solar system Next post: Who’s in charge of the English language?

The language of jazz Previous Post: Gutbucket, hamfatter, and chops: the language of jazz


Is it OK to use ‘hopefully’ as a sentence adverb?

This past week saw a small explosion of anguished queries and dire proclamations in a number of newspaper headlines. “Is This the End of Proper Grammar?” asked the New York Times, and, not to be outdone, the Minnesota Daily trumpeted that the “AP Stylebook seeks to destroy the American way of life”. An article in the Washington Post began with the pronouncement “The barbarians have done it”.

What nefarious plot had the Associated Press launched this time? Were they conspiring to ban all verbs derived from Spanish? Had they decided that the Pledge of Allegiance violates some hitherto unknown grammatical rule and should be changed?

No, it was a sin that, at least in the eyes of a small yet vocal group, was far more dastardly – the acceptance of hopefully when used as a sentence adverb. That is to say, the AP Stylebook no longer considers the use of hopefully to mean ‘it is hoped’ (as opposed to the less common meaning of ‘in a hopeful manner’) to be a sin worthy of stoning.

If you follow language politics at all it is very likely that you’ve heard of this dust-up, and I won’t go into all the details again. Arnold Zwicky recently posted a fine explanation of the (surprisingly recent) origins of the hopefully imbroglio – opposition to this particular sentence adverb appears to have picked up steam about 40 years ago, even though, as Zwicky points out, the use is considerably older; Oxford dictionaries now date the earliest citation for the adverb used in this manner to 1702. And for further information Catherine Soanes had an excellent post here a few months ago on the ins and outs of how to use and misuse hopefully.

There is very likely nothing one can say to a traditionalist that will change his or her mind about the impermissibility of this usage, but there is no reason not to try – the natural progression of language change will continue apace regardless, and words will change their meaning. And since there is no amount of hand-wringing or scolding on the part of the traditionalists that will change the now-predominant meaning of this word, I have a suggestion for those people who are bemoaning the acceptance of hopefully: find a new word to protest.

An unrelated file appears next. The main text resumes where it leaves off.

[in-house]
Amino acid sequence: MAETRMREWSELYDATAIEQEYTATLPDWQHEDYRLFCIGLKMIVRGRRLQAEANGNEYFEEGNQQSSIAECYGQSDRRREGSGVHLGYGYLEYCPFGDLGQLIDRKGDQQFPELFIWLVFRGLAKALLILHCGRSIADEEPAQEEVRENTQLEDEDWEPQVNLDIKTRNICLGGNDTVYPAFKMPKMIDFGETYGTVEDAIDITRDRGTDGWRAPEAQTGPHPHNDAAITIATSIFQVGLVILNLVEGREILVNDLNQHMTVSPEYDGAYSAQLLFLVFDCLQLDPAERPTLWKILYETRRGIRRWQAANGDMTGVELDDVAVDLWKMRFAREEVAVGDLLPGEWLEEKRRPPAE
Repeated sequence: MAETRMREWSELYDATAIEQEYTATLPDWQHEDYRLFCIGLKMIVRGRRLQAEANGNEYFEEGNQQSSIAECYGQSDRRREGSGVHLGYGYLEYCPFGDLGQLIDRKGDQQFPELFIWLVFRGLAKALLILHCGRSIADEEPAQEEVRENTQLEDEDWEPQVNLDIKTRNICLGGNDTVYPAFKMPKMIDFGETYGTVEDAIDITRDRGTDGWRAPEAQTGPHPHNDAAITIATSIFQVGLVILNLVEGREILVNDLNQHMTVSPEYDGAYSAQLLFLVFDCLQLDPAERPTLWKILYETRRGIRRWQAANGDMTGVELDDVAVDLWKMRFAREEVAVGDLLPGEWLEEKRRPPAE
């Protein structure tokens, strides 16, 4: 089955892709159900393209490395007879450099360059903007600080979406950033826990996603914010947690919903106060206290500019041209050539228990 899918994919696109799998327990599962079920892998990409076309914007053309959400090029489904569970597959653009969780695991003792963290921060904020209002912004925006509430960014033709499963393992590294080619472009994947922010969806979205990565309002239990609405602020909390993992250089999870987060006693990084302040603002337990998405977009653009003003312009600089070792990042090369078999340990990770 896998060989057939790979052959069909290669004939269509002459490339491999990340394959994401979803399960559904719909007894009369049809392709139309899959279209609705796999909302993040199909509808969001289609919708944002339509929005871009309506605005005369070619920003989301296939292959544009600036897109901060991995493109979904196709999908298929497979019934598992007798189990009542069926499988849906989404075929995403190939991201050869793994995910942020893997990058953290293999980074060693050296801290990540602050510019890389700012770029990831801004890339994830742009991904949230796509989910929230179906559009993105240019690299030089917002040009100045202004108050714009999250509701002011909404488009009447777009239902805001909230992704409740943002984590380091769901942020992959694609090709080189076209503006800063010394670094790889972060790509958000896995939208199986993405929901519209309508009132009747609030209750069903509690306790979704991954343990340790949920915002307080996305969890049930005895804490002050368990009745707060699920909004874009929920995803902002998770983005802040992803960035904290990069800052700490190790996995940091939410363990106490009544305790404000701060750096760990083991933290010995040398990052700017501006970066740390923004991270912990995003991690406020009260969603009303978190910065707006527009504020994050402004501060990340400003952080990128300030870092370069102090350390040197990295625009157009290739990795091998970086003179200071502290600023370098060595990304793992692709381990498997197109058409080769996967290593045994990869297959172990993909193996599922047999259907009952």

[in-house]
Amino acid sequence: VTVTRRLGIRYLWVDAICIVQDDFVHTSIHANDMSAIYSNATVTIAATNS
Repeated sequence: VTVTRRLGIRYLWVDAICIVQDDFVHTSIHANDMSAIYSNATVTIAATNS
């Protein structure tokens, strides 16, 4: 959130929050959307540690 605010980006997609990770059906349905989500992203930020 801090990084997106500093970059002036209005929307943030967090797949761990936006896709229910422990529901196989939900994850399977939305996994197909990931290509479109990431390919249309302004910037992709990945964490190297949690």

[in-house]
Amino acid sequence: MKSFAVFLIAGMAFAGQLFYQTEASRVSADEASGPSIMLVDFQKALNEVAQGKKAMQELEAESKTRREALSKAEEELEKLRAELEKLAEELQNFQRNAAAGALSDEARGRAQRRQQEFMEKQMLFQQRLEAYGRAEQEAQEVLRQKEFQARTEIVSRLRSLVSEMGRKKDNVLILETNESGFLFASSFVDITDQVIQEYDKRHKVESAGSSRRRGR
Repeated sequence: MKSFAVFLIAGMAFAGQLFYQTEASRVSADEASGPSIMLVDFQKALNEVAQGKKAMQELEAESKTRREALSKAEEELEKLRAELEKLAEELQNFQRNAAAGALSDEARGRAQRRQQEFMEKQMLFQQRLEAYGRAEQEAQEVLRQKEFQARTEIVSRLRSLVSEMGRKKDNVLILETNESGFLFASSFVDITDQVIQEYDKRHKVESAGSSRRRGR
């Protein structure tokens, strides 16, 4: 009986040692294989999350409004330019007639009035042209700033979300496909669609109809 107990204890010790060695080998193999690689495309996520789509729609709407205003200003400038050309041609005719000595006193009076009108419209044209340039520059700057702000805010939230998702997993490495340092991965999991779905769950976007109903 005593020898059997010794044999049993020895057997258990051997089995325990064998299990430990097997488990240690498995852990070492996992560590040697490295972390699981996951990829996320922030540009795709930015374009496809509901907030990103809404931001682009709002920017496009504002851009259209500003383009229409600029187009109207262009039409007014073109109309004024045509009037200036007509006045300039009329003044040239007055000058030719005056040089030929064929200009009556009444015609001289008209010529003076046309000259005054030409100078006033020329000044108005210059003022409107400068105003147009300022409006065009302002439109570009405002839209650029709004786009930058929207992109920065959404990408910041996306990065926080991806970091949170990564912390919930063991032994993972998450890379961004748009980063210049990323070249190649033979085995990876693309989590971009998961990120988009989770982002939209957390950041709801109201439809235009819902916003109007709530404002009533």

Other bones of contention

If you really have a talent for linguistic originalism, you can easily one-up the other language sticklers who are complaining about the ‘new’ meaning of a word. You could write furious letters to newspapers whenever they use decimate to mean ‘destroy a large part of’, or even if it’s used to mean ‘to kill one of every ten’ (since the original meaning in English in the 17th century was ‘to tithe’). Or you could bitterly bemoan those people who insist on using impact as a verb, and also inveigh against those use it as a noun, given that its first use in our language (in the 16th century) was as an adjective, meaning ‘impacted’. The truly adventurous could battle against the pernicious, johnny-come-lately uses of literally, since the actual first meaning of literal in English had nothing whatsoever to do with figurative or non-figurative, but instead referred to the letters of the alphabet.

You’ll have no more success with these words than you did with hopefully, but if you’re passionate about words retaining their original sense, and committed to complaining about semantic drift, it will provide you with countless hours of frustrated entertainment. Bear in mind, though, that you will find all of the above senses in Oxford dictionaries as their approach to lexicography is descriptive and not prescriptive. So they describe words as they are actually used, rather than prescribe how words should be used.

The opinions and other information contained in OxfordWords blog posts and comments do not necessarily reflect the opinions or positions of Oxford University Press.